Hour of Penance
Cast the First Stone
Reviewed By Chris Gibbs
Hailing from Rome, Italy, Hour of Penance has been consistently belting out records of technical death metal for the last 14 years without my knowledge; six of them in fact. In that time, they have weathered substantial line-up changes with not one single original member remaining. In fact, the band is actually on their fourth vocalist, although that position has been sustained since 2010 with vocalist/guitarist Paolo Pieri. Since their last record, 2014’s Regicide, the line-up has remained intact, consisting of lead guitarist Giulio Moschini, bassist Marco Mastrobuono, and drummer James Payne.
With all that being said, I am not going to let that impact on how receptive I am to their seventh record and third for Prosthetic Records, Cast the First Stone. Hour of Penance play the kind of death metal that makes your ears prick up, your nose and mouth kind of scrunch up a little that makes you appear both angry and happy as you nod with approval to nobody in particular, just yourself. We all know that face. Opener “XXI Century Imperial Crusade” immediately makes the aural connection to Cannibal Corpse as a comparison, specifically vocally as Paolo delivers in that familiar and brutal but intelligible delivery monopolised by the likes of George “Corpsegrinder” Fisher.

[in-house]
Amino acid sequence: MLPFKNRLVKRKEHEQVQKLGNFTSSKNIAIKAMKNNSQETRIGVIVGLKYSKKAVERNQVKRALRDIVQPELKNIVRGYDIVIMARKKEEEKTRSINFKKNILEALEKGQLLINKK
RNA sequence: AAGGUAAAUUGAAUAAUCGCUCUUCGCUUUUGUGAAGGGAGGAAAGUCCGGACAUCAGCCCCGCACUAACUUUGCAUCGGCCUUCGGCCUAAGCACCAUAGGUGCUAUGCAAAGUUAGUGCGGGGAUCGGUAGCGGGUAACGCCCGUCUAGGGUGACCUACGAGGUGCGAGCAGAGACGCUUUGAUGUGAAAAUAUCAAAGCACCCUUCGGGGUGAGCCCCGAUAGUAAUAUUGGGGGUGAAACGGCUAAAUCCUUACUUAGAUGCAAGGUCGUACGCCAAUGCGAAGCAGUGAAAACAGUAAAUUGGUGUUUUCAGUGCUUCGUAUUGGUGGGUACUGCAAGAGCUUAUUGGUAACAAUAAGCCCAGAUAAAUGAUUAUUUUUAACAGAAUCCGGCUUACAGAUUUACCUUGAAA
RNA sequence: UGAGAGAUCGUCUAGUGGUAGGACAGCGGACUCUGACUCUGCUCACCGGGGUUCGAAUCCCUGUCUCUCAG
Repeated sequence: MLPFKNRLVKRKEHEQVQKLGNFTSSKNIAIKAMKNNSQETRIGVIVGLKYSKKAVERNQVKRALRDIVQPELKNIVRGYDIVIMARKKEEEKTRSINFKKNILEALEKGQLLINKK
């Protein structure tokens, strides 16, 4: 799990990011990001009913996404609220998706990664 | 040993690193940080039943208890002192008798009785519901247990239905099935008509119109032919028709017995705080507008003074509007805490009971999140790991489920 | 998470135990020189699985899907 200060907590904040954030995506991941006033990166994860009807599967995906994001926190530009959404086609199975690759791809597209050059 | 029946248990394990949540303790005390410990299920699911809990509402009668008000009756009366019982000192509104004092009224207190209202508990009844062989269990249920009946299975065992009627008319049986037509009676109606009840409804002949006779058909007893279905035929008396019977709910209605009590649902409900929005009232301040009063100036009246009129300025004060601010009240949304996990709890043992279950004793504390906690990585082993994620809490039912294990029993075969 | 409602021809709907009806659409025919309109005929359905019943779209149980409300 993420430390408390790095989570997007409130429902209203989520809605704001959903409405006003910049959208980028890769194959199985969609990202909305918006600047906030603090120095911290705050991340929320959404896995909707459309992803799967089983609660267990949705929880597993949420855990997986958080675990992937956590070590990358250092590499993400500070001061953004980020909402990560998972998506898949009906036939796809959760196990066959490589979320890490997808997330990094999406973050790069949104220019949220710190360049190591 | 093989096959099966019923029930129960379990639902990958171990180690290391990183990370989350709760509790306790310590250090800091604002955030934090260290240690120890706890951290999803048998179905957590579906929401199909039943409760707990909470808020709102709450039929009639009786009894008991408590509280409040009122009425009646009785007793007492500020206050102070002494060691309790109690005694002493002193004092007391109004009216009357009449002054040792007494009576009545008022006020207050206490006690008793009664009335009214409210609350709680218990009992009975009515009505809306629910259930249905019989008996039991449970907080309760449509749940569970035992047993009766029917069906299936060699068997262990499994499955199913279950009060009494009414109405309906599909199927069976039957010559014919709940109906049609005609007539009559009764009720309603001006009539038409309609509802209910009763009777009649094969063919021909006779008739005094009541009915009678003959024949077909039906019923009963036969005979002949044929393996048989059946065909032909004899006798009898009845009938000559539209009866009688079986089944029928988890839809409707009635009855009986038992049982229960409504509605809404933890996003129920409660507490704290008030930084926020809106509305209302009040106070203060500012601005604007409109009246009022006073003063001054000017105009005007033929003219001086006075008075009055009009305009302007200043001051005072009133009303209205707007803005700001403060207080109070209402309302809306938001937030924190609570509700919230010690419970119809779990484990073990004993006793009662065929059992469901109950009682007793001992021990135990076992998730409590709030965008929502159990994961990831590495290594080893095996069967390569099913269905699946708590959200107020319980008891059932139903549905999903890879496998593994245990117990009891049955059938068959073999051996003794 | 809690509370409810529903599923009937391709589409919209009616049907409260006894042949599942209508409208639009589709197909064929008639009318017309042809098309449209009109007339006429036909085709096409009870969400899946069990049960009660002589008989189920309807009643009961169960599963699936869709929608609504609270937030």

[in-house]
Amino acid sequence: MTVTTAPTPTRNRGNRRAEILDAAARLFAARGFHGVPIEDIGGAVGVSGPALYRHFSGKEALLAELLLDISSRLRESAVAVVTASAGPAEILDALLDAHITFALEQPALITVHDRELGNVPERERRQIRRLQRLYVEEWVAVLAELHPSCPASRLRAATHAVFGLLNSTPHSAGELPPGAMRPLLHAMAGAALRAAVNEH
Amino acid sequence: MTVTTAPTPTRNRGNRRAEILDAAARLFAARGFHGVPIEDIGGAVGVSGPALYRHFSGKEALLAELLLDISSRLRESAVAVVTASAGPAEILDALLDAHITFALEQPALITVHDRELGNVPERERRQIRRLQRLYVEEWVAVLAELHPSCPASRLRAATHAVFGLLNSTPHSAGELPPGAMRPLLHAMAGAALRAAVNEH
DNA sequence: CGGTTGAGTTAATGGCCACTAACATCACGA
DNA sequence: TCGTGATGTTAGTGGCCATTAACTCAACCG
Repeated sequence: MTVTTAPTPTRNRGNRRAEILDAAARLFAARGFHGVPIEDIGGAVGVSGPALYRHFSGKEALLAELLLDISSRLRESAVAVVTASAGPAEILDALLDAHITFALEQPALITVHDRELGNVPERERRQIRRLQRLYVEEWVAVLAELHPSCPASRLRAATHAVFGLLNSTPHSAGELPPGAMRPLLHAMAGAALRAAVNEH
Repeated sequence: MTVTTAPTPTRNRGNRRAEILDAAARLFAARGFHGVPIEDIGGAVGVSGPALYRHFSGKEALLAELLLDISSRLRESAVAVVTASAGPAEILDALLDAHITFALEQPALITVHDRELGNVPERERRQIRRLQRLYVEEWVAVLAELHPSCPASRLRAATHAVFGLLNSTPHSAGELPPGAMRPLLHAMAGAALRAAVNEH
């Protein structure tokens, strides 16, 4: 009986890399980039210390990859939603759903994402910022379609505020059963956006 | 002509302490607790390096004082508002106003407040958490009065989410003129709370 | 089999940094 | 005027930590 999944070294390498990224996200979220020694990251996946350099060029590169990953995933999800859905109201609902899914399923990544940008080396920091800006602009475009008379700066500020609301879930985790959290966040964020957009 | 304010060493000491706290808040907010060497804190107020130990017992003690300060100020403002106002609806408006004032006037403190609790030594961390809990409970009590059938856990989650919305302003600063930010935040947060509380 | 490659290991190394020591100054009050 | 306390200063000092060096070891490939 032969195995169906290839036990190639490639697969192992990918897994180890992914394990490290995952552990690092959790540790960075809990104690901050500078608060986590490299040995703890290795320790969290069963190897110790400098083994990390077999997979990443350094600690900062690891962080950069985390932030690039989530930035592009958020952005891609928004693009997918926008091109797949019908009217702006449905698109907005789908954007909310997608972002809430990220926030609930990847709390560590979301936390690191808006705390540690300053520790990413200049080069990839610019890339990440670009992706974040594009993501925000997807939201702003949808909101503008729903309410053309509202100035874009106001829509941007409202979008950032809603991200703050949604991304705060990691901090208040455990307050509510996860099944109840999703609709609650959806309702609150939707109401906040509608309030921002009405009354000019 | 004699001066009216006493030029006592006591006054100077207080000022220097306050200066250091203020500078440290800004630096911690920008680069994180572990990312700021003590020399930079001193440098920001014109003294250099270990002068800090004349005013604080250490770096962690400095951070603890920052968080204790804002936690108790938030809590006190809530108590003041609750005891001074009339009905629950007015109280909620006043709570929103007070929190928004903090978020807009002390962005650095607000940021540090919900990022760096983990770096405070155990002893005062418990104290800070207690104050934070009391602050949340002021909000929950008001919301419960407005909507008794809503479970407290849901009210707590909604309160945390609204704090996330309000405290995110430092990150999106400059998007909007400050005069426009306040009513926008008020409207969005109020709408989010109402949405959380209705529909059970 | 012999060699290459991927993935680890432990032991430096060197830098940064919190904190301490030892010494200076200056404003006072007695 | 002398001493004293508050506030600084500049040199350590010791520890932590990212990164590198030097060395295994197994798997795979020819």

The music itself, however, is played at a much more technical and frenetic pace, but the short, sharp, and impactful songs on offer do warrant those Cannibal Corpse references. The title track is one of those songs you find yourself skipping to after those initial listens due to the fantastic melodic lead intro that is not too dissimilar to Iron Maiden’s “Wasted Years” or Machine Head’s “Be Still and Know”, and some seriously ridiculous lead work continues on the likes of “The Chains of Misdeed” and “Horn of Flies”.
There are some subtle but notable keys and synths throughout the record that assist with giving the songs a little bit of an underlying atmosphere to counter the bludgeoning you’re receiving, but when “Wall of Cohorts” breaks through, they come to the forefront giving off the vibe of an epic Roman death march. Bassist Marco Mastrobuono handled the production and mixing duties and he has done a fine job, although his own instrument is drowned out in the mix by the barrage of death metal riffing and blasting. But, with nine consistent songs in 36 minutes, Hour of Penance has not just cast a stone, they have hurled one heavy fucking boulder!